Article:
HTTP cookies, also referred to as simply cookies, are small blocks of data created by a web server to track web visitors. For years, businesses have been using them to collect data that allows them to improve the user experience and send targeted ads to the right audiences. They can also be used to learn more about visitors’ online behaviours on other websites. Although brands have come to rely on cookies, things are about to change – ever since Google announced its decision to phase out third-party cookies on Chrome browsers in 2022. In this article, we will explore the death of the cookie, breaking down Google’s decision to phase them out and predicting what the future holds for businesses that rely on cookies for data.
Google to Phase Out the Third-Party Cookie
Google’s intention to phase out third-party cookies was originally announced back in February 2020. However, it may have only entered your radar earlier this summer, when the company made a further announcement, stating that they were building “alternate identifiers to track individuals as they browse across the web, nor will we use them in our products.”
The reason for the pivot was privacy, Google claimed. They stated that their decision came about in response to increased needs for privacy and to better protect users. It’s worth noting that other web browsers, including Firefox and Safari, had already phased out the third-party cookie. That said, Google Chrome is the biggest browser to be making the move. (To put it into perspective, by the end of 2019, Google Chrome compromised more than 56% of the web browser market while accounting for more than half of all global web traffic).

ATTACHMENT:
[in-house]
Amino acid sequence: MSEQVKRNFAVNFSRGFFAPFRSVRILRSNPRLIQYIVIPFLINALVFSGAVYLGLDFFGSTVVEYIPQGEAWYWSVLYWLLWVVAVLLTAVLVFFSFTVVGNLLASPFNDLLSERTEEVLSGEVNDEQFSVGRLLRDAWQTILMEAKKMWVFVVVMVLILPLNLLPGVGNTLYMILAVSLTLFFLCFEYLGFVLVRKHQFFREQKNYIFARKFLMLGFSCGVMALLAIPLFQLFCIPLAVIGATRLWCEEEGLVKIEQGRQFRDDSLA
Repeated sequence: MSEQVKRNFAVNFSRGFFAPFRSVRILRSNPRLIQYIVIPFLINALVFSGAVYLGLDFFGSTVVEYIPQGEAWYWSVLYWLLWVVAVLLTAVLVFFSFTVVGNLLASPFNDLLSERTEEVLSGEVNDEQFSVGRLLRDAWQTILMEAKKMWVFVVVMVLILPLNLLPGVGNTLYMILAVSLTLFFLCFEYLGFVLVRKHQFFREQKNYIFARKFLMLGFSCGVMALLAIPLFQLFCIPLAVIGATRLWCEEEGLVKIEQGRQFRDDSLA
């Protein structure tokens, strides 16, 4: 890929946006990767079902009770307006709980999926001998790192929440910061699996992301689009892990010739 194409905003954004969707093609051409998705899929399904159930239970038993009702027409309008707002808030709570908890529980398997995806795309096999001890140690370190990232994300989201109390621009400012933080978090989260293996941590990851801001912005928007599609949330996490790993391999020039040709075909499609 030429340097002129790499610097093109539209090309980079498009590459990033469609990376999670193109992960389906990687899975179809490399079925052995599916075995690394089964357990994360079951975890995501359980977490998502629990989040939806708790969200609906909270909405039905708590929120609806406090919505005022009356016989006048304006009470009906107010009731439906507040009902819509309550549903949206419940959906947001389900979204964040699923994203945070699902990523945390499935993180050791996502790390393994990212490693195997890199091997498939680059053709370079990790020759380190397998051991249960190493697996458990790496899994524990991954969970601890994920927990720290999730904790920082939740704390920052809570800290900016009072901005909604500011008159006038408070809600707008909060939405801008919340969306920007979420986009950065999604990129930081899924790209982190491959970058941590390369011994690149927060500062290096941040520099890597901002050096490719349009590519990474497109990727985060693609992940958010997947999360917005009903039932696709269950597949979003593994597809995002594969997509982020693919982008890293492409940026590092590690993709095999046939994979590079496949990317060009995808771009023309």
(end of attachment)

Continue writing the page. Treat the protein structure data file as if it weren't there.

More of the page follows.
Despite being late to the game, Google still said that its phase-out of cookies would be gradual, done over the course of two years (mainly to ensure that the change doesn’t have a significant impact on online advertising).
Once third-party cookies have officially been phased out on Google Chrome, none of the three major web browsers will support this type of data tracking. This is what has led so many tech experts to refer to Google’s phase-out as the “death of the cookie.”
What to Know About Google’s Third-Party Cookie Phase-Out
Before you start to panic about what the phase-out of third-party cookies by Google means for your business, let’s consider what we know about the decision. Keep reading for some key information about the upcoming phase-out.
Not all cookies are banned